What about restoration? - When to restore items and when to leave them alone is a more contentious issue, even among museum people. Some museums will only replace parts with pieces that stand out as obviously being replaced. For collectors, this approach is often not satisfying because of the obvious disadvantages of displaying items with unsightly repairs. Another approach is to have make replacement parts match as carefully as possible, but then mark them as reproductions in some unobtrusive spot. This approach sounds good, but in practice can be hard to achieve. For example, I have in my own collection an early Wedgwood basalt vase that has a very subtle repair to the finial of the lid. The replaced piece is about 3/16" in diameter. There is no subtle way to mark it as replaced. If I ever sell it, I will tell the buyer, but eventually this information will likely be lost. In most cases, the things that most collectors own, as opposed to museums, are not that rare that it matters, and I would argue that repairs should be made to follow as closely as possible the original form, and matched to the piece as closely as possible. I know that I will take flack from some quarters for this opinion, but this is a no win question.
Why should I buy from a dealer and not an auction? - It used to be, in most areas of antiques, that auctions were wholesale venues where savvy buyers might get a bargain, and buying from dealers was more expensive but offered much greater protections. Today, most auctions are so well attended that there are no bargains, and if anything, prices go above what a good dealer would charge, but without the protection of buying from a reputable dealer. We certainly see prices at tool auctions going well above our prices for similar items, including ones that are fundamentally flawed in some way that is not obvious.
With a good dealer, you can always return a purchase that turns out to not be what you expected. Not so with an auction. Of course, you can be rooked by a dealer, even we have been, but that will not happen with a reputable dealer. Good dealers can not afford to blemish their reputations by alienating customers. The tool world is too small for that. Word gets around quickly. That is why dealers often put the pieces that they don't want to be associated with in auctions.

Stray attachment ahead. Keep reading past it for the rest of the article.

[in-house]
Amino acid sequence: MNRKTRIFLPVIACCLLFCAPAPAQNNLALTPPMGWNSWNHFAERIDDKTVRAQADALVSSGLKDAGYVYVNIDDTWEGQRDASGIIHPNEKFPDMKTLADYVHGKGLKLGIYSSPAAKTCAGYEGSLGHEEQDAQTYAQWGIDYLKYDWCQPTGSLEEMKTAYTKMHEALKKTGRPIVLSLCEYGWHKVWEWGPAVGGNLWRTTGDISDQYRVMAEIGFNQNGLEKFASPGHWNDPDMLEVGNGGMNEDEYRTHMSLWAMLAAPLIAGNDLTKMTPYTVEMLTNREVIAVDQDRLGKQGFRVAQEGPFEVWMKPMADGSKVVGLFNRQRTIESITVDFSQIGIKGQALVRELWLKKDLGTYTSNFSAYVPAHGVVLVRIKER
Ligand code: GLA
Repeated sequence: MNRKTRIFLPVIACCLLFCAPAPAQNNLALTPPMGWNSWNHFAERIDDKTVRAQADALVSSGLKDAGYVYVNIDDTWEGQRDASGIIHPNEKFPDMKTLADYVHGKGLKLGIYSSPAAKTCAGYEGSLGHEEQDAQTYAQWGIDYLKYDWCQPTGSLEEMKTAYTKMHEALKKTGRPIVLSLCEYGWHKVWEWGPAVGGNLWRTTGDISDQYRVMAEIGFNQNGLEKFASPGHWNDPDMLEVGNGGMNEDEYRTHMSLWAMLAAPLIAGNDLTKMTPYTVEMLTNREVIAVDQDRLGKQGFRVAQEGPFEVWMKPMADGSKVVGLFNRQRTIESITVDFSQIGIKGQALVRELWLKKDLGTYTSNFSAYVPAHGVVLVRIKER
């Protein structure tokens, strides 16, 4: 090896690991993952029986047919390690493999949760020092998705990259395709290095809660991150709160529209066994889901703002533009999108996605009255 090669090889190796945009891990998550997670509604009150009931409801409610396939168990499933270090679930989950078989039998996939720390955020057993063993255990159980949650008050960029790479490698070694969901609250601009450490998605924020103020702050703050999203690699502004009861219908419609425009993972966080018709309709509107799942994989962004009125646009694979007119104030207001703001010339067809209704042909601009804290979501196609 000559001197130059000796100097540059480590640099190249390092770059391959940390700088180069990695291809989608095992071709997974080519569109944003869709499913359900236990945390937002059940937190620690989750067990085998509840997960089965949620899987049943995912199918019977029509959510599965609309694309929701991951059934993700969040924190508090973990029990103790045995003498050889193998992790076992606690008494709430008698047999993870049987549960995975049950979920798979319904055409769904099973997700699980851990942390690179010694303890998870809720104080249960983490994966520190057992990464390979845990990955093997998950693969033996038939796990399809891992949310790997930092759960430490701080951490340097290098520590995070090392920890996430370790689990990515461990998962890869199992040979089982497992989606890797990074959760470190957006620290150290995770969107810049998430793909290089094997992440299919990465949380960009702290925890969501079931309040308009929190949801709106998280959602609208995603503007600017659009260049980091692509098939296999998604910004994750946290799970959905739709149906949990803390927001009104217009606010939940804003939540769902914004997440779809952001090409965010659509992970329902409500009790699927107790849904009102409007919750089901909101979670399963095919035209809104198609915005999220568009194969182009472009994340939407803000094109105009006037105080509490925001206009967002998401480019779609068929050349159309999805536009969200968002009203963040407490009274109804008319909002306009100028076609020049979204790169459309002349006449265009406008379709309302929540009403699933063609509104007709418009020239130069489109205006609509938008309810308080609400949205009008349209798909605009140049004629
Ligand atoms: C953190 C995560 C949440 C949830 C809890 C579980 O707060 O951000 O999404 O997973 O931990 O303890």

Why do pairs of sash planes appear to be identical? - This question comes up all the time. It is one of those things that will become obvious when you use them. Sash planes were almost always sold in matched pairs. The planes appear identical except that the #2 will often have a steeper pitch on the iron. The #1 is set rank and works the stock to near the finished profile and the #2 is set fine to finish the job. If you only had one plane, you would literally take three times as long, always setting the blade back and forth, and the wedge would be worn out in no time.Are Fakes a problem in antique tool buying? - There is a lot of chicanery in the antiques world. The more expensive the items, the more careful one must be. Tools are generally not that expensive, so the faking is not that sophisticated. What we see a lot of is enhancement, or marriages. For example, I see a lot of genuine tools, that are marked with spurious marks, to make them appear to be a more desirable item. They start out as genuine objects, just not as valuable as a similar item made by a particular manufacturer. For example, I have seen a spurious Robert Wooding marked used on genuine 18th Century molding planes that were clearly not made by Robert Wooding. The Mathieson mark is also similarly used. Marriages are another common trick. For example, I have seen saws sold as rare examples, that were just common gent's saws, with fancy handleds added to them, which had started life as cast brass fire place tool handles. Suddenly a $50 investment in two common items can be sold unethically as one for $500. This happens a lot. When you buy from us, you are protected from this sort of thing. We have our finger on the pulse of the tool world. We know what is right and what is not, and who is doing what. The tools that we sell can be bought without any fear of falling victim to the crooks who prowl the antiques world. What is boxing? - The term boxing refers to the use of hardwood wear strips to protect the wear points on the sole of a plane. This hardwood is typically boxwood, but it can occasionally be other hard woods, lignum being the most common of these alternatives. There are other terms associated with desribing boxing, such as fully boxed, to imply that the entire sole is boxed, or slip boxing to desribe a thin strip of boxing. Slip boxing is the most common type of boxing by far. What does slip sided mean? - Molding planes, most commonly beads, sometimes had a removable side. This side would be what acts as the depth stop on a molding plane. The purpose of this removable side is to avoid the depth stop interfering with the work when creating a compound molding. Moldings are often created using more than one plane. Most commonly, this is done with separate pieces of wood for each molding plane, but with beads it is common to add these to a profile already cut with another plane. Before you get excited and think that you want slip sided beads, be warned. Wood screws that have not been disturbed in many years, usually more than a hundred in the case of molding planes, do not often turn easily. Sometimes things will be fine, but if a screw is stuck, don't force it. Old screws are brittle and break easily. So, don't count on the slip side of your molding plane actually coming off like you expect it to. I personally recommend just leaving them alone and finding another way to do it What is a removable fillet? - British molding planes, particularly ogees, often have a strip of wood, square in cross-section, screwed along the edge of the fence, effectively reducing the working width of the cut. If you remove this fillet, you get a wider profile. I have never seen any period documentary evidence to describe the intended use of this feature, but I believe that it was to put a flat area on the edge of your molding, that could then be further molded with another narrow plane, like a small bead. The same caveat applies to this fillet as applies to a slip-side. Old screws do not come out easily and it is best to leave it alone if it has been undisturbed for many years Is this plane complete? Are there any cracks or chips? - If there is one question that really irritates me, it is this. Well, really two questions. You can't imagine how often people will write and ask if a 45 has all the blades, or if it is missing some other part. Or, I will get a question as to whether a Stanley bench plane is cracked or chipped. I don't understand how anyone reading our website could get the impression that we would offer a broken Stanley plane or list a plane with missing parts and not mention it. If there is a nick on the tote or if the original instructions are missing from a 45, I mention it; how could I overlook missing parts?